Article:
Women's 'Balkan Link' to Aid
Rape Victims, Establish Peace
By Jeremy Lovell
BRUSSELS, May 31 (Reuters) - A group of women, declaring themselves to be the best hope for a durable peace in Bosnia, agreed on Friday to set up a special "Balkan Link." The link, announced at the end of a two-day conference of more than 60 women from the Balkans and elsewhere, is modelled on the 20-year-old all-female "Jerusalem Link" that arguably laid the foundations for peace in the Middle East.
"We are very happy to have made these steps," conference co-organiser Simone Suskind told reporters. "We really feel that women will make the difference."
The Balkan Link will comprise a network of critical services -- particularly for the thousands of victims of the systematic rape that epitomised the Yugoslav war and put women firmly in the front line. It will also include educational networks to promote in particular ethnic tolerance, the encouragement of human rights and putting women in the forefront of decision making.
Anne-Marie Lizin, the other conference co-organiser, praised the progress made during the two days but cautioned that a long road lay ahead. "We have made big strides but still have further to go," she said, making particular mention of the tensions in ethnically divided Kosovo. Opening the conference on Thursday Belgian Foreign Minister Eric Derycke said women often had peace in their hearts but, because of systematic rape, the fruits of war in their bellies. "Never before in history have the rape and abuse of women and girls assumed such proportions," he told the meeting.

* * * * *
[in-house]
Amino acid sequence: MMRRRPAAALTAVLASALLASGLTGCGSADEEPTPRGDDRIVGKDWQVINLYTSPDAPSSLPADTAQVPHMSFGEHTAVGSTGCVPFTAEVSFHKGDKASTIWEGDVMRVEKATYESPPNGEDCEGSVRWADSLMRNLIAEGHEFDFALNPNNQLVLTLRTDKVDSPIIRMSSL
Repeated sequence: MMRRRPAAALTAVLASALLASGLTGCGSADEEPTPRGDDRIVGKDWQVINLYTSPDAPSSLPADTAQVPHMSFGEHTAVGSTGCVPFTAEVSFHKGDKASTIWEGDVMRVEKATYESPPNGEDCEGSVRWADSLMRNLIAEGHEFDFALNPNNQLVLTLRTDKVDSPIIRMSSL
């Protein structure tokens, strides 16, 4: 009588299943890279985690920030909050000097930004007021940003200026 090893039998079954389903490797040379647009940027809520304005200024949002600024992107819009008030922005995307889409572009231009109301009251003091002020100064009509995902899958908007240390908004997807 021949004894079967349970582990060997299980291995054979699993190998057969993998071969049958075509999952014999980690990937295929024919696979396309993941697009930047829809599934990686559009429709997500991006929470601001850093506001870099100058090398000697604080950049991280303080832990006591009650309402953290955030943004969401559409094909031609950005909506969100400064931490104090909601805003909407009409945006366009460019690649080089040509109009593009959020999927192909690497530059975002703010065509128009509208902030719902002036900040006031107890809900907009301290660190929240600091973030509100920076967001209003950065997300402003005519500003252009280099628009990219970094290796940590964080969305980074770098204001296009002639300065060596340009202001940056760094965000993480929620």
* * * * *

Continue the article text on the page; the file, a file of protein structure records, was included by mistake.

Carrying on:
He cited a 1994 United Nations report that said 23 million people in the world were refugees from violence -- 80 percent of them women and children.
European Commissioner for Humanitarian Aid Emma Bonino said one of the first tasks had to be to make men realise that women should have equal rights and equal status with men. "Perhaps I was naive. I used to think that common suffering would remove the heirachy between men and women. But when I go to refugee camps I still find that women have less power than men," she said.
Derycke agreed the need for rapid and fundamental change. "Women must be given a greater say and a more active role, especially when it comes to working for peace," he said. "The influence of women should not be underestimated.
Women for Women in Bosnia
Rape: A Strategy of War in the Former Yugoslavia
Role of Women in The Balkans War An Index
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